Stack Overflow is a community of 4.7 million programmers, just like you, helping each other.

Join them; it only takes a minute:

Sign up
Join the Stack Overflow community to:
  1. Ask programming questions
  2. Answer and help your peers
  3. Get recognized for your expertise

I have seen references to the showS trick to build strings (e.g., in this discussion), but I have never seen a good description of it.

What is the showS trick?

share|improve this question
Looking at the answers here, a concise summary might be: the "showS trick" is to turn an inefficient (O(n^2)) left-associated string concatenation into an efficient (O(n)) right-associated string concatenation by turning strings into (prepend) continuations and then composing the continuations. – ntc2 Dec 27 '13 at 1:11
up vote 29 down vote accepted

In the standard library, ShowS is defined as:

type ShowS = String -> String

This is a difference list. The trick is that a string xs is represented as a ShowS by the function that prepends it to any other list: (xs ++). This allows efficient concatenation, avoiding the problems of nested left-associative concatenation (i.e. ((as ++ bs) ++ cs) ++ ds). For example:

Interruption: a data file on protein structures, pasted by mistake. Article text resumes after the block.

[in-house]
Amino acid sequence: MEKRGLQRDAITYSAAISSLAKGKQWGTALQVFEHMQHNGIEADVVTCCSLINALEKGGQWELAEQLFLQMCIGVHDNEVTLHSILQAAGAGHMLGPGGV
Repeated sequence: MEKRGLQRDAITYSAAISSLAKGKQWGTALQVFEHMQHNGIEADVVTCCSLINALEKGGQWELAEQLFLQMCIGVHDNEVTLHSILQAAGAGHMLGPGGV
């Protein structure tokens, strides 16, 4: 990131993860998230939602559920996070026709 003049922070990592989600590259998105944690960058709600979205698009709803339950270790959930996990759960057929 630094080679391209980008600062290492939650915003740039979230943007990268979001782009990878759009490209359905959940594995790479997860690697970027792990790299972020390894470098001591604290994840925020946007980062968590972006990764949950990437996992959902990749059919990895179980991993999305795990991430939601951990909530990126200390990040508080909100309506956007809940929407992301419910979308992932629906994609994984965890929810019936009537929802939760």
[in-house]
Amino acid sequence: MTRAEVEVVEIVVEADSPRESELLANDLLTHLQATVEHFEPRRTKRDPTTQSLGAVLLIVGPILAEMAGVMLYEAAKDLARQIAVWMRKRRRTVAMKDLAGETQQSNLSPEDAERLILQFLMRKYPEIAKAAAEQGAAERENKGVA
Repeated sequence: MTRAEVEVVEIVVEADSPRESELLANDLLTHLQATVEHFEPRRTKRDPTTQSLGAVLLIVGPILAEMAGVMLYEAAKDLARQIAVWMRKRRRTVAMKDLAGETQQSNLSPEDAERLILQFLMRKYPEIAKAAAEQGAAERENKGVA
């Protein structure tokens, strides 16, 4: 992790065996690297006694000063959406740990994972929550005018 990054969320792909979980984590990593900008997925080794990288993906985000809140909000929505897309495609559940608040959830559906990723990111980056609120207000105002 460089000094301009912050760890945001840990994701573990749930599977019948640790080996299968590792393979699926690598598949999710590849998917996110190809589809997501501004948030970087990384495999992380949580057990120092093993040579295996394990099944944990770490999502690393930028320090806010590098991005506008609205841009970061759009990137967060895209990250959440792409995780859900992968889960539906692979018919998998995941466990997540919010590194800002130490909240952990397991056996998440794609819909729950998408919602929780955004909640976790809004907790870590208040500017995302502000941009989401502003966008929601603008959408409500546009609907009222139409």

hello = ("hello" ++)
world = ("world" ++)

-- We can "concatenate" ShowS values simply by composing them:
helloworld = hello . world

-- and turn them into Strings by passing them an empty list:
helloworld' = helloworld ""

It's called ShowS because it's used in the implementation of the standard Show typeclass to allow efficient showing of large, deeply-nested structures; as well as show, you can implement showsPrec, which has the type:

showsPrec :: (Show a) => Int -> a -> ShowS

This allows handling of operator precedence, and returns a ShowS value. The standard instances implement this instead of show for efficiency; show a is then defined in terms of it, as showsPrec 0 a "". (This default definition is in the Show typeclass itself, so you can just implement showsPrec for a complete instance.)

share|improve this answer
Link: ShowS is in the Text.Show module of the base package at – James Brock Feb 2 '15 at 15:06

showS uses the difference list approach to efficiently concatenate individual components of the shown value. The function takes the value to be shown, and a string to append to the result. The appended string is passed all the way down to the right-most sub-value until it reaches a leaf, where it is actually appended.

There's a description of difference lists (including showS) here

share|improve this answer

Your Answer


By posting your answer, you agree to the privacy policy and terms of service.

Not the answer you're looking for? Browse other questions tagged or ask your own question.